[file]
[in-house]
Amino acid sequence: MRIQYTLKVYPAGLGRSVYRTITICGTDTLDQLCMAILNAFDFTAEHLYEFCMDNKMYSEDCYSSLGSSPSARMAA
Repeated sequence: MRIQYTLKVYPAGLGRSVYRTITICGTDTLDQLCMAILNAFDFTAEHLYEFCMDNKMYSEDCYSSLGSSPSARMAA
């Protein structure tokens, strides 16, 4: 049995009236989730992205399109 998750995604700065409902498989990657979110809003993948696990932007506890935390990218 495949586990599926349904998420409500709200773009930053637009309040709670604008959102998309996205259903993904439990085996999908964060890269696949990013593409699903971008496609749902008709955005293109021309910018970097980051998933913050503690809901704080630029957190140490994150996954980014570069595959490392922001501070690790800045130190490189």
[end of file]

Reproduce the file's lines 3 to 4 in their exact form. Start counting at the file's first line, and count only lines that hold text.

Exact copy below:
Repeated sequence: MRIQYTLKVYPAGLGRSVYRTITICGTDTLDQLCMAILNAFDFTAEHLYEFCMDNKMYSEDCYSSLGSSPSARMAA
């Protein structure tokens, strides 16, 4: 049995009236989730992205399109 998750995604700065409902498989990657979110809003993948696990932007506890935390990218 495949586990599926349904998420409500709200773009930053637009309040709670604008959102998309996205259903993904439990085996999908964060890269696949990013593409699903971008496609749902008709955005293109021309910018970097980051998933913050503690809901704080630029957190140490994150996954980014570069595959490392922001501070690790800045130190490189």